About SECOORA

SECOORA, the Southeast Coastal Ocean Observing Regional Association, is the regional solution to integrating coastal and ocean observing data and information in the Southeast United States.  SECOORA is a 501(c)(3) nonprofit incorporated in September 2007 that coordinates coastal and ocean observing activities, and facilitates continuous dialogue among stakeholders so that the benefits from the sustained operation of a coastal and ocean observing system can be realized.

In March of 2009, President Obama signed the Integrated Coastal Ocean Observation System (ICOOS) Act establishing statutory authority for the development of the U.S. Integrated Ocean Observing System (IOOS). The ICOOS Act mandates the establishment of a national integrated system of ocean, coastal, and Great Lakes observing systems coordinated at the federal level.  IOOS partners with the Alliance for Coastal Technologies (ACT), a NOAA-funded partnership of research institutions, resource managers, and private sector companies dedicated to fostering the development and adoption of effective and reliable sensors and platforms.  ACT is committed to providing IOOS with information required for the deployment of reliable and cost-effective networks.

SECOORA is one of 11 regional associations within IOOS, a multidisciplinary network designed to provide data required by decision makers.  SECOORA is also a member of the IOOS Association, working along with ten other Regional Associations (RAs) to assure the needs and positions of on-the-ground users in the regions are adequately reflected in national policy and priority setting.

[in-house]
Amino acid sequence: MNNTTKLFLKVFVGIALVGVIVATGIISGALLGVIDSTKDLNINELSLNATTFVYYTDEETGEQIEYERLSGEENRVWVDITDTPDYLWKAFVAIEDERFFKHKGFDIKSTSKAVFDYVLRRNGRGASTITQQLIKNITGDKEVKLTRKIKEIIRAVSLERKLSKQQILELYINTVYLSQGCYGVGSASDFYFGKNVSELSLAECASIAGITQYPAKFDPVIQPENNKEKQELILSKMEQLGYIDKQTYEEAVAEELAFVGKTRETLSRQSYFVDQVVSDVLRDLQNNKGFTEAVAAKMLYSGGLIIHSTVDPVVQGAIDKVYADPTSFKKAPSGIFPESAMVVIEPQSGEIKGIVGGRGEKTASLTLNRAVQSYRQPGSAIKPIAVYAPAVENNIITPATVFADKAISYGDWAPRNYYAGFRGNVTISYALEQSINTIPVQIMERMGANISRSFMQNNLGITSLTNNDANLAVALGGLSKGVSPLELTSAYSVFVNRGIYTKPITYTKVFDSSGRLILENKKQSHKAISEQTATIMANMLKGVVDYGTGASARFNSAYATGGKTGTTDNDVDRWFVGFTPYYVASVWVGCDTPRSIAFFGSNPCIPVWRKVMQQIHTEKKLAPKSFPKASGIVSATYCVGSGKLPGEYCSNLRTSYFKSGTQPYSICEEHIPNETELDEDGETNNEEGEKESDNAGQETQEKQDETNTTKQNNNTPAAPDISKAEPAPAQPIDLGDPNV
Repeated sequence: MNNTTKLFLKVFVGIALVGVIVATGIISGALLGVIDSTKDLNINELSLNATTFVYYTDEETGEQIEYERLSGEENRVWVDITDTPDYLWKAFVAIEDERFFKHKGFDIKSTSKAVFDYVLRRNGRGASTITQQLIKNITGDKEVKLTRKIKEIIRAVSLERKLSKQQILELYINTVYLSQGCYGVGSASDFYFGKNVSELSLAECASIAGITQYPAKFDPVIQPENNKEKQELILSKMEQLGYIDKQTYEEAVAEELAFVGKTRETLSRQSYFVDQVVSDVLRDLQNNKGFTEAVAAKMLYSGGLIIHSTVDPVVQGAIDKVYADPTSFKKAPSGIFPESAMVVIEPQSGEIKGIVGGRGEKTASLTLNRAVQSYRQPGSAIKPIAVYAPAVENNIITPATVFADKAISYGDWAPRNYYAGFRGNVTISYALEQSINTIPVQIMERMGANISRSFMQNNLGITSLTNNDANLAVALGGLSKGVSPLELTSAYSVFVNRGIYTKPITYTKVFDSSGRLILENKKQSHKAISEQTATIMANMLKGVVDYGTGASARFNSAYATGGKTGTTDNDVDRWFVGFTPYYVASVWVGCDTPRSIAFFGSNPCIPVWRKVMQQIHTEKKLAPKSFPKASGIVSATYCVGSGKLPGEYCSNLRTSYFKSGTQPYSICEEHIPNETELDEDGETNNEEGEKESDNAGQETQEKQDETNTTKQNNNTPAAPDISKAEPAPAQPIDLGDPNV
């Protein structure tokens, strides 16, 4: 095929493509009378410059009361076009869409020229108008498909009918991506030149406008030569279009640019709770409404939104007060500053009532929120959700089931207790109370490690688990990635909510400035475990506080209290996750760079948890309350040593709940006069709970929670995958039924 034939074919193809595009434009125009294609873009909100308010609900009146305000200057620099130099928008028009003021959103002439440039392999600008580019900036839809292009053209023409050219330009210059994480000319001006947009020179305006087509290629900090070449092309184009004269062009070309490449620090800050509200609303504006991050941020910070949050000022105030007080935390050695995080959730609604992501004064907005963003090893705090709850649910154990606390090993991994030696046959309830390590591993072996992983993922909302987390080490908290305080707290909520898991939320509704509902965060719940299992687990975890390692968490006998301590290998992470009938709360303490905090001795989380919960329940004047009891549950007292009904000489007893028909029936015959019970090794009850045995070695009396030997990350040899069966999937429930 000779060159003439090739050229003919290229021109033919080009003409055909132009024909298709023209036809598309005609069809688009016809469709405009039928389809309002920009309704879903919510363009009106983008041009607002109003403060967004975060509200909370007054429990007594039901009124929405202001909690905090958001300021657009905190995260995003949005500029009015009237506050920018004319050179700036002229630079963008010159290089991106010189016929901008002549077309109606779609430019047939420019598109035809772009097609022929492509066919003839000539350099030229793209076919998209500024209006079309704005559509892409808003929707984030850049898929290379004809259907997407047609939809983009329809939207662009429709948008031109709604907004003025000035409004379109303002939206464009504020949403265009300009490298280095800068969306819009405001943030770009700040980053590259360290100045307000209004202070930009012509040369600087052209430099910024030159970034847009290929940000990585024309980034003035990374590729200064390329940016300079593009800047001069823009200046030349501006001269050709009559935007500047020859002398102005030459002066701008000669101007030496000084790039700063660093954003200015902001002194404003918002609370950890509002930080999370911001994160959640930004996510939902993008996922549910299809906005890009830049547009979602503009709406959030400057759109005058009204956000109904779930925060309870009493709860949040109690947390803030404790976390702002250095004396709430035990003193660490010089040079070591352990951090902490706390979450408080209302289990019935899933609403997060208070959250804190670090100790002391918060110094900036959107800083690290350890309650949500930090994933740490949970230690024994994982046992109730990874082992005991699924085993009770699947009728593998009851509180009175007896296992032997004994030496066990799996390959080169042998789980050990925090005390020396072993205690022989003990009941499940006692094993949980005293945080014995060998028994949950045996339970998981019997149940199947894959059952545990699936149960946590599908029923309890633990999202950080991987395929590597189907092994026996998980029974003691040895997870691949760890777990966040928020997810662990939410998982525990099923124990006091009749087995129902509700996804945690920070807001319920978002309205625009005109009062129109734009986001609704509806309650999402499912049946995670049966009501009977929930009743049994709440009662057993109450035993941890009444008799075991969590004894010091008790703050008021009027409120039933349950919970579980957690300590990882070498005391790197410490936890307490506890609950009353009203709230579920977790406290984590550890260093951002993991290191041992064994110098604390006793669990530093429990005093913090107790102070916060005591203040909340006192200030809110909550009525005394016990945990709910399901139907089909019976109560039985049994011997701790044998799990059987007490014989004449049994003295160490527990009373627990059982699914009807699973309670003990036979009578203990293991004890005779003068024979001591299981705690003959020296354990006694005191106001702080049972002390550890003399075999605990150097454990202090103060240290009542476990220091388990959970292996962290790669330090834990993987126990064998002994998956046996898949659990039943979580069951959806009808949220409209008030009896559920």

SECOORA is focusing its efforts on four main thematic areas.  These theme areas and details about products being developed to address them are detailed in the SECOORA Priorities Plan.

Read the SECOORA Strategic Priorities Document

 

 
 

The foundation of SECOORA is service.  SECOORA’s vision is to:

Protect people by providing comprehensive information and tools on:

  • Weather, wind, current, and wave conditions for improved safety of marine operations;
  • Inundation from storms and sea level rise to inform coastal communities and inhabitants of the risks to lives and property; and
  • Pathogen and rip-currents to support beach users and communities.

Conserve our marine environment by providing ocean current, wind, and ecosystem condition information:

  • to support Coastal and Marine Spatial Planning for improved ecosystem-based management;
  • to predict location and movement of contaminants for better preparation and response; and
  • to determine the best locations, from sea surface to seafloor, for renewable ocean energy, marine protected areas, and other offshore operations and activities.

Enhance our coastal economy by providing information and models:

  • to facilitate more effective decision-making regarding commercial and recreational fisheries;
  • for predicting acute and chronic beach and shoreline change affected by climate change and high energy events, such as storms and hurricanes; and
  • to support tourism, offshore energy, and shipping industries.